A lack of diversity in fintech investments and among venture capitalists and founders was the topic of a congressional hearing this week, but congressional members were at a loss for ways to rectify inequities.
The House Committee on Financial Services’s task force on financial technology convened Thursday to discuss “Combating Tech Bro Culture: Understanding Obstacles to Investments in Diverse-Owned Fintechs.”
Presenting to Rep. Stephen Lynch (D-MA), who leads the task force, and other Congress members were five people who have experienced the lack of diversity either in founding a company, seeking investments for startups or working to increase diversity in venture investing.
Despite a proliferation of fintech companies in recent years, with $35 billion in investments for them last year, research handed out by the committee’s staff for the digital hearing cited reports that just 2% of that money flows to female founders, only 1.8% to Latinx founders and 1% to black founders.
The memo noted that because many fintechs cater to minority communities, the underrepresentation in investments delivers a double whammy. “Many fintechs espouse the main focus of their companies as reaching consumers who are underserved by traditional financial institutions, including women and people of color, so the lack of VC available to diverse-founded fintechs is potentially troubling as it could hinder innovation that would benefit underserved consumers,” the task force’s majority committee said in a memo for the hearing.
While venture capital had mushroomed, with investments in fintechs nearly doubling last year, female-only founded companies consistently receive just 2% of funding, the memo said. A slew of fintech startups are pursuing technological advances in the area of payments, with record sums raised last year.
“Many observers attribute the relatively low female-founder (venture capital) support to the fact that the VC industry itself lacks female representation,” the memo said. “Research repeatedly indicates that investors tend to invest more in founders of the same gender, race, and ethnicity.”
Fintech founders testify
Former Wall Street executive Sallie Krawcheck, who founded the firm Ellevest to increase retail investing by women, was among those who presented testimony at the hearing. She and others noted that women and minorities receive less investments even though data shows more diverse leadership delivers better returns.
Even if female founders find women willing to invest in their companies, that can make it tougher for them to raise money from men later because of questions as to why men didn’t invest earlier, Krawcheck said.
Lynch echoed her concerns. “Venture capital firms continue to gamble on poor investments such as cryptocurrency companies like Celsius, which recently froze all customer deposits, while on the other hand, women and founders of color with well-thought-out, substantive business plans remain in the waiting room,” he said.
Republicans also pointed to the lack of diversity among states when it comes to venture capital investing, noting the concentrations of investors in the San Francisco area, New York and Boston. Rep. Warren Davidson (R-OH) also bemoaned the flight of U.S. investment funds offshore.
Wemimo Abbey, the founder of the rent payments company Esusu who immigrated to the U.S. from Nigeria when he was young, testified that despite his ability to overcome odds and build a billion-dollar business that American dream is out of reach for many minorities who can’t land investments.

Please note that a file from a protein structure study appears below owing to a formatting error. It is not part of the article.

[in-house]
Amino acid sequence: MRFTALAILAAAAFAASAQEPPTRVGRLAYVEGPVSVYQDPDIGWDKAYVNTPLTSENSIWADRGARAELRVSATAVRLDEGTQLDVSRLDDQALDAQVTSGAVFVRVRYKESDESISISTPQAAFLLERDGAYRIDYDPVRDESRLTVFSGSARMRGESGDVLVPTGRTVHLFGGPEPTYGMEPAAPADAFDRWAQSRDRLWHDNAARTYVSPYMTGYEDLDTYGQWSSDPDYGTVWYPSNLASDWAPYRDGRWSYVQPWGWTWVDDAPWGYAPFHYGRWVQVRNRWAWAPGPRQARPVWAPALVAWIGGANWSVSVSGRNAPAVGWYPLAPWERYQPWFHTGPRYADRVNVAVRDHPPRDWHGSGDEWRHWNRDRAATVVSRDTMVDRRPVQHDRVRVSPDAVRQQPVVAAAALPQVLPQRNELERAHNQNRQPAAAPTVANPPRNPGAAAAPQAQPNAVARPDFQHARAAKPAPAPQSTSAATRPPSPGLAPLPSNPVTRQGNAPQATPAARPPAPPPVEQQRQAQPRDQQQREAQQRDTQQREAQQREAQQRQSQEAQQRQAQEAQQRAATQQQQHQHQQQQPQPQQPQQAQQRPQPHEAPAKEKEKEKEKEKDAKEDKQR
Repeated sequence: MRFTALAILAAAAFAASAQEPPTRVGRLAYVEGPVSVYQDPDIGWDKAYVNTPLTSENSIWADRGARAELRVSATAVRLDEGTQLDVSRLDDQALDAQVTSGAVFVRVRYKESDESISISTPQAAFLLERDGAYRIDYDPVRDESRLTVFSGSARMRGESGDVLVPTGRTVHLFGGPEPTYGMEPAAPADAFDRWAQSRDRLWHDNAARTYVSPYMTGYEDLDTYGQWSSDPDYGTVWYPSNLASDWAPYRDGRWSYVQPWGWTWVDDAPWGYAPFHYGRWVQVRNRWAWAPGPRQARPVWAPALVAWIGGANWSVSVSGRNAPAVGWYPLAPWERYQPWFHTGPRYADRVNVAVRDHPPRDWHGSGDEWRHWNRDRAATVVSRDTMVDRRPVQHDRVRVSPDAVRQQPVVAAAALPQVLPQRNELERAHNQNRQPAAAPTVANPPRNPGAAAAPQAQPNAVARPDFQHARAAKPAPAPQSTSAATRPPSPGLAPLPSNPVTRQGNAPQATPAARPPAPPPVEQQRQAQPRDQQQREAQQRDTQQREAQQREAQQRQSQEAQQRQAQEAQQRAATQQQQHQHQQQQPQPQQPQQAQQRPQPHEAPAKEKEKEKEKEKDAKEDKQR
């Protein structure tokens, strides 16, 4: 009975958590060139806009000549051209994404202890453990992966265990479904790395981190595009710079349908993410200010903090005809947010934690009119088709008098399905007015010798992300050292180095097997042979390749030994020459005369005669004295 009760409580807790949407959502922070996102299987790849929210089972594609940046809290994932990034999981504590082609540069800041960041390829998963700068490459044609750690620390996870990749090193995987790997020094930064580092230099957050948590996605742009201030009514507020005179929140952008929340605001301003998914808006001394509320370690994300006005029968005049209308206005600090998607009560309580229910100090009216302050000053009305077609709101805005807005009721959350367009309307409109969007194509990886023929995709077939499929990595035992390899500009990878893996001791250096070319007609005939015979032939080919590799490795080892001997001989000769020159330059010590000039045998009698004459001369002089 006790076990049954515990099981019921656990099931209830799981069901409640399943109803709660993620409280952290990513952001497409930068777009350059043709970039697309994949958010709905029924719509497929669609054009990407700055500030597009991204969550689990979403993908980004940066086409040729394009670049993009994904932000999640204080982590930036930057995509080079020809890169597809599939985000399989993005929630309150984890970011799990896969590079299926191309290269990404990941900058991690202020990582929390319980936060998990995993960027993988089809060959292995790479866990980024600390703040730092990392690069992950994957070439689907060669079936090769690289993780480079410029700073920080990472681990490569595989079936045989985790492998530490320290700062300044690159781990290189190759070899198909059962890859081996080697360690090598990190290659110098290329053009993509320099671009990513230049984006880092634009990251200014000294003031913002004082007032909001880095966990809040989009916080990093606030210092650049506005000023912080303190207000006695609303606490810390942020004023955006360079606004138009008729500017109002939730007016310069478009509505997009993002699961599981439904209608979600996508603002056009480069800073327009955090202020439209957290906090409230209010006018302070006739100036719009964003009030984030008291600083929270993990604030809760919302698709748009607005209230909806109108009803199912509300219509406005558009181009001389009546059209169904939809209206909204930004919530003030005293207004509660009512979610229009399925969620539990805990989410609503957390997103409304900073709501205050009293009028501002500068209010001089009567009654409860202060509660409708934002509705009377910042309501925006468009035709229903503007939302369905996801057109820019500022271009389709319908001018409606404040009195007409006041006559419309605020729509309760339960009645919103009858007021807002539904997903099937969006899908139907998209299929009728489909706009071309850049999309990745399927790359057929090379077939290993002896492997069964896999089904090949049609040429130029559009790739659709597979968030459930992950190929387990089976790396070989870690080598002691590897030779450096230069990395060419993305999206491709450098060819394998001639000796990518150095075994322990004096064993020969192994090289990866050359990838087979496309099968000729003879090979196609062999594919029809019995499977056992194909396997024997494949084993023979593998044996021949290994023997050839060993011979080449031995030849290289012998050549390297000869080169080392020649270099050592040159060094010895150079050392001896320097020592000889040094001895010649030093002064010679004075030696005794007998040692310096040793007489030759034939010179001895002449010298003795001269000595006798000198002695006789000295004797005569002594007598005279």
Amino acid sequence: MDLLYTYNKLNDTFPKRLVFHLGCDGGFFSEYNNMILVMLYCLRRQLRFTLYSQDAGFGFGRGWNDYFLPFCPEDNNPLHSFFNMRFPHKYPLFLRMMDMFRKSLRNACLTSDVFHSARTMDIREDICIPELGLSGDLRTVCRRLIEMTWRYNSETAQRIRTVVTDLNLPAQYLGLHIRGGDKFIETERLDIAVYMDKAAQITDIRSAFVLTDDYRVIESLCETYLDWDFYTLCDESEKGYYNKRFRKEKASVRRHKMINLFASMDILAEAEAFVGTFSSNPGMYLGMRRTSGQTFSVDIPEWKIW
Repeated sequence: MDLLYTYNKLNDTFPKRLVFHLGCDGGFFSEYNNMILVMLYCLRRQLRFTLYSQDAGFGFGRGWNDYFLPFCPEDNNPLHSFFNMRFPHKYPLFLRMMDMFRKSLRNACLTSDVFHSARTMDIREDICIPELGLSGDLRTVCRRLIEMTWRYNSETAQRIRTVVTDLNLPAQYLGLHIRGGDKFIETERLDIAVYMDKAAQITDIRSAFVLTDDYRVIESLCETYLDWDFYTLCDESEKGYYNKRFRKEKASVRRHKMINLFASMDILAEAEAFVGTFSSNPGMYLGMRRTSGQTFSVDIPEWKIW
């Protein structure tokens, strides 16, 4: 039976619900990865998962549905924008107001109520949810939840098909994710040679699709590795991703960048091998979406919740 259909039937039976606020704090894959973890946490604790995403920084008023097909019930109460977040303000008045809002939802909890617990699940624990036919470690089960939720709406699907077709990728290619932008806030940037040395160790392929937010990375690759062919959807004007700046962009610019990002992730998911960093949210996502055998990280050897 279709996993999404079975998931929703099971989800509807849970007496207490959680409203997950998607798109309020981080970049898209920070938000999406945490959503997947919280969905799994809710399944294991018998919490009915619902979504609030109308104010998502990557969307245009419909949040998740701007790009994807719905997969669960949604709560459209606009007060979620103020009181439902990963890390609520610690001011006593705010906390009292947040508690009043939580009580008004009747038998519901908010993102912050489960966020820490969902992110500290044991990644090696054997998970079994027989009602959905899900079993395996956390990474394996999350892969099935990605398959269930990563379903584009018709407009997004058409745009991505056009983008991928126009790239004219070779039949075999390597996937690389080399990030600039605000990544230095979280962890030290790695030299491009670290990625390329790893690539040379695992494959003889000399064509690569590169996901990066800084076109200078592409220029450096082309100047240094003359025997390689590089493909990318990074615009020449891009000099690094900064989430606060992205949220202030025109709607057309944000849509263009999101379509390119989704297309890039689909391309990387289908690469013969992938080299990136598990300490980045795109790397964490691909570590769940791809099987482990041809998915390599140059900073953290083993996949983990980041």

He said the racial wealth gap persists because venture capitalists invest with people who they are comfortable with, and that tends to be white men. That exclusion keeps minorities from being able to fund companies and affects their financial status in other ways, too.
Abbey co-founded Esusu, a company that allows tenants to use their rent payments to build a credit history because he was so perturbed that consumers’ mortgage payments were taken into account by credit bureaus, but not rent payments.
Abbey recommended three moves for addressing the lack of equity in fintech venture investing. He suggested creating tax incentives for banks and credit bureaus to work with and adopt technology developed by minority-owned startups and for venture capitals to make bets on minority-owned startups. He also recommended regulators engage in more conversations with minority founders to better understand their challenges.
Separately, the congressional memo noted that the Securities and Exchange Commission’s Small Business Capital Formation Advisory Committee had deliberated on ways to reduce barriers so that underrepresented founders and investors are added to the ecosystem.
“VC fund advisers could be subject to SEC or state registration and oversight if they have more than $150 million in assets under management,” the memo said.
At the hearing, one solution discussed that didn’t elicit any consensus from Democrats and Republicans was to allow retail investors, who generally aren’t qualified to invest in riskier startups because they lack sufficient assets, to jump into the venture capital market. Some considered that too risky for the average investor.
For his part, Lynch said legislation might emerge at some point. “I welcome policy approaches such as reporting requirements or an SEC scorecard that would push venture capital to abandon the sort of old boys club culture,” Lynch said. He said legislation might emerge at some point, without providing details.